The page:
Meet the Scanner: PrimeFilm XA

After several years of frustration at trying to get decent color scans out of the Canon 8800F flatbed scanner, I finally made the jump to a dedicated 35mm film scanner, the PrimeFilm XA (also known as the Reflecta RPS 10M). It’s a smaller unit than the flatbed, and includes nice features like auto frame advance and (importantly) auto focus. It comes with the manufacturer’s own software, which they call CyberView X5, as well as SilverFast SE.

Predictably, some experimentation was necessary to achieve acceptable results. I’m going to share some of that experience here in order to perhaps save other new users some time in the initial phases. I started with SilverFast and immediately hated it. Not only was it overly complex and ergonomically disastrous, but the scans it produced were incredibly noisy no matter what I did. Apparently one can spend an exorbitant sum on an upgrade from the mid-level SE to the AI deluxe package, which offers some sort of multiscanning that reduces noise, but I was not inclined to take this route, in no small part because I don’t like the approach the company seems to take of providing flawed base packages (which aren’t cheap) and only making it really work if you buy the top of the line. Maybe I gave up too quickly, but for what SilverFast charges for their software, I’m not inclined to think I should be required to work too hard to get acceptable results.

Anyway, I settled into CyberView. Both are pretty poorly documented, but at least that’s not as big a hurdle to overcome with CyberView, as it’s a simpler package. I ran some tests and pretty quickly found that I could generally get good results scanning color film at 2500dpi with Auto Exposure, Balance, and Contrast turned on, Multiscan set at 4 (the maximum value), and MagicTouch (the IR dust and scratch removal) also turned on. MagicTouch works really well, far better than the system on the Canon flatbed. Multiscan slows things down a lot, but it’s necessary to tame noise, especially in large relatively homogeneous color areas, like clear blue skies. Auto Balance seems to work pretty much all the time, while Exposure and Contrast need to be turned off for tricky lighting like dark night shots. One annoying aspect of CyberView is that applying any adjustments at all to color, contrast, or exposure causes horrible blocking – just don’t do it. Once dialed in, however, the XA produced color scans that were noticeably better than the best I could manage with the 8800F, and which were easily finished in GIMP.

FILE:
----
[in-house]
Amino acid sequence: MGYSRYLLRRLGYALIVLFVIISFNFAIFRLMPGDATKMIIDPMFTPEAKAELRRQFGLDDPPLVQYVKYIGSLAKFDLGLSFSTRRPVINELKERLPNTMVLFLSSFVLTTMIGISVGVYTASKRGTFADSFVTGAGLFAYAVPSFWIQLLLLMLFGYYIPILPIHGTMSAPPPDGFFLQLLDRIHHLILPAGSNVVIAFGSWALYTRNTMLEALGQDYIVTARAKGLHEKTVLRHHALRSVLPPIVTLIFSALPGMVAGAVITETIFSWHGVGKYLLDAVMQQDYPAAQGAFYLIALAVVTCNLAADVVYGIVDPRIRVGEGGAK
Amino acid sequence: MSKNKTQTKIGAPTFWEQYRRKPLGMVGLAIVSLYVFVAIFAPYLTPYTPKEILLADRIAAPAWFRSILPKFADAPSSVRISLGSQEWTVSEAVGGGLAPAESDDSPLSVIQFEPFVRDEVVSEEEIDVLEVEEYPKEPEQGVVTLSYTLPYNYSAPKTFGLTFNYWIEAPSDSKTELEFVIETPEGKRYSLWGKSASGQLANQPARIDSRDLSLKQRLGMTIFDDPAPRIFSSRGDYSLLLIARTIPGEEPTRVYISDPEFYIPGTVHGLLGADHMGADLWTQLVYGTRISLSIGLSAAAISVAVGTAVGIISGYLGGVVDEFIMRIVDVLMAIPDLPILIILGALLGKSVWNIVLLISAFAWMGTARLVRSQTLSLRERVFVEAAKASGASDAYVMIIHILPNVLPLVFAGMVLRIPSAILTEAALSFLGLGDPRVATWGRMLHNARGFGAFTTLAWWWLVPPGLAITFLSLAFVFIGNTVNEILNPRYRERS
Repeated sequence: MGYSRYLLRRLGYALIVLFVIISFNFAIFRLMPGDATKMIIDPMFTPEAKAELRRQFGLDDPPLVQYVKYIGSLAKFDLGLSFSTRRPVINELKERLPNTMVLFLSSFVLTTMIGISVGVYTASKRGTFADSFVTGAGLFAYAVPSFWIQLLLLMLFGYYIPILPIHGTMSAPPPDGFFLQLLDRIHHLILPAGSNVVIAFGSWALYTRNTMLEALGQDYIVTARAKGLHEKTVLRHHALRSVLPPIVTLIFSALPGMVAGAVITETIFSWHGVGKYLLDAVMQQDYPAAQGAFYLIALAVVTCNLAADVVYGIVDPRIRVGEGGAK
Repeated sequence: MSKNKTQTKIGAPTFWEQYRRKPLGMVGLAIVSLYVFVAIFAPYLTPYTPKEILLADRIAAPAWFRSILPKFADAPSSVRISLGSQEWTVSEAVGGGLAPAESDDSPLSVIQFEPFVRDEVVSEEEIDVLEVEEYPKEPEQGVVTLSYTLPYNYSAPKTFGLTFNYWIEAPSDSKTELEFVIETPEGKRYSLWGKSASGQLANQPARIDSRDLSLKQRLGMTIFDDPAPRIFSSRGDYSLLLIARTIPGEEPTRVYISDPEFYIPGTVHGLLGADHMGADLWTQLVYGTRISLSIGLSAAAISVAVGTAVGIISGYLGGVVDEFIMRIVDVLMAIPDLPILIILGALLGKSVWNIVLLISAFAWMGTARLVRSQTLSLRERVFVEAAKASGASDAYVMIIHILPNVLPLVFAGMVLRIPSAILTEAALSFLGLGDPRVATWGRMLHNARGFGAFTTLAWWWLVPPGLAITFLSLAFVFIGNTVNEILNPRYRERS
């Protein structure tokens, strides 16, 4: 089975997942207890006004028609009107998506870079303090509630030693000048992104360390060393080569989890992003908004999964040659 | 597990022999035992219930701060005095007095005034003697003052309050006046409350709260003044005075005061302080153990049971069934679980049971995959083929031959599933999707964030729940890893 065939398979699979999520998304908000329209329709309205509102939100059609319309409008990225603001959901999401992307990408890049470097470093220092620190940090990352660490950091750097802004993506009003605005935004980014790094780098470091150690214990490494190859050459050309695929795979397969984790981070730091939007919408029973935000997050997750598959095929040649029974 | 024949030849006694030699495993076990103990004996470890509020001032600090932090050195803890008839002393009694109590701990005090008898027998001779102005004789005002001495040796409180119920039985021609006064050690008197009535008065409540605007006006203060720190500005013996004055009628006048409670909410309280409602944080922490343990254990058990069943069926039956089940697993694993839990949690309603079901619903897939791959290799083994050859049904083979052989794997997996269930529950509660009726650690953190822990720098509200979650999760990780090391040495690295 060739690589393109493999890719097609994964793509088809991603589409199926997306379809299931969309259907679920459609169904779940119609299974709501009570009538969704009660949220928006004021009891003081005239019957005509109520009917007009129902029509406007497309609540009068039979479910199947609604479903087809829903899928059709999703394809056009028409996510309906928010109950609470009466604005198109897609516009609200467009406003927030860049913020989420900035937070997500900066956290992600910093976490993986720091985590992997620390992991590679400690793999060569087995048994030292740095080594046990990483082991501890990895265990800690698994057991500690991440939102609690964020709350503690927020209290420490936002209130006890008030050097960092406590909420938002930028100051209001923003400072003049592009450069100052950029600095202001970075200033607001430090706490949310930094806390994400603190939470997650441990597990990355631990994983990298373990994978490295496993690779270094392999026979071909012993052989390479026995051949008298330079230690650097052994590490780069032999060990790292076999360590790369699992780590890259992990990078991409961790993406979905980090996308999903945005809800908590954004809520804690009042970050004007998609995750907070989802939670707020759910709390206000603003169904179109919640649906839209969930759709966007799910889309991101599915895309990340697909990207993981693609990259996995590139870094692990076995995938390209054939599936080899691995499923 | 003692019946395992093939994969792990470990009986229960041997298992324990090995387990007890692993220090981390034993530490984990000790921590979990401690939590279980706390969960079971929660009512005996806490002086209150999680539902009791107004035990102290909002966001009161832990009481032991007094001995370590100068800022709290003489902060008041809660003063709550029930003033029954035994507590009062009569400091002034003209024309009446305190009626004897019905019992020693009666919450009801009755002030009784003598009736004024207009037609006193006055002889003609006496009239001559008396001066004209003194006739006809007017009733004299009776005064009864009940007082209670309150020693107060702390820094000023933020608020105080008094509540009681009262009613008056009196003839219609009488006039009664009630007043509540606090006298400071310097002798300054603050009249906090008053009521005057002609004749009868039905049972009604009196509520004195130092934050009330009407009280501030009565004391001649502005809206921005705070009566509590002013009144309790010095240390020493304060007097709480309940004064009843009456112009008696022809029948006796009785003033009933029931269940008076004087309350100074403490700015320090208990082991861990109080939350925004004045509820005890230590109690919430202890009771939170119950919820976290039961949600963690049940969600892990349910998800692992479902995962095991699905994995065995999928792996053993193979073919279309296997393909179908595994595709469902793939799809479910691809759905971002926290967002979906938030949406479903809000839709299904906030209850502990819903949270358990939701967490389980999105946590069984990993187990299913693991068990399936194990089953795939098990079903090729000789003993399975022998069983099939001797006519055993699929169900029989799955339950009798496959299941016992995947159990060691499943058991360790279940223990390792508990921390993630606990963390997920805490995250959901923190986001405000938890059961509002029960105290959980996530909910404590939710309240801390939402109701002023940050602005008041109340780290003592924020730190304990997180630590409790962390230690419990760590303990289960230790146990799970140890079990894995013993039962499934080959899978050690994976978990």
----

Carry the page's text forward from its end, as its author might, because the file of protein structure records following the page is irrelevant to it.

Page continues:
Black-and-white, however, appears to be a different story. No matter what I tried with the XA, the results are not more than marginally improved over the flatbed scans, at least once I had applied my highly-developed post-processing regime (which consists of two types of sharpening and some other bits, applied in layers). The raw scans from the PrimeFilm are clearly better, with one caveat: I found it necessary to scan B&W at 5000dpi to completely eliminate artifacts, meaning much larger files. Grain is ever so slightly crisper in the higher resolution XA scans than in my sharpened 2400dpi scans from the Canon, but you’d never notice in anything smaller than a massive print. Maybe with finer-grained film like TMax or Delta there would be more visible improvement with the XA, but for traditional films like HP5+ or Tri-X I can’t see much of a benefit, assuming you’re accustomed to optimizing the scans.

So is the XA worth it, or perhaps more generally, is a dedicated 35mm film scanner worth it if you’re currently using a flatbed? Well, if you want to be able to scan color 35mm film to a high standard, then yes, without a doubt. The same holds true if you want the best possible straight scans of B&W and don’t want to do much (if any) post-processing. If you’ve got a post-processing regime you’re happy with and you’re shooting exclusively traditional-grained B&W, well, maybe not so much. If you do get one, I really don’t suggest fighting with SilverFast for too long. Some people swear by VueScan, but I’ve never tried it. The included CyberView package is at least adequate for my needs right now.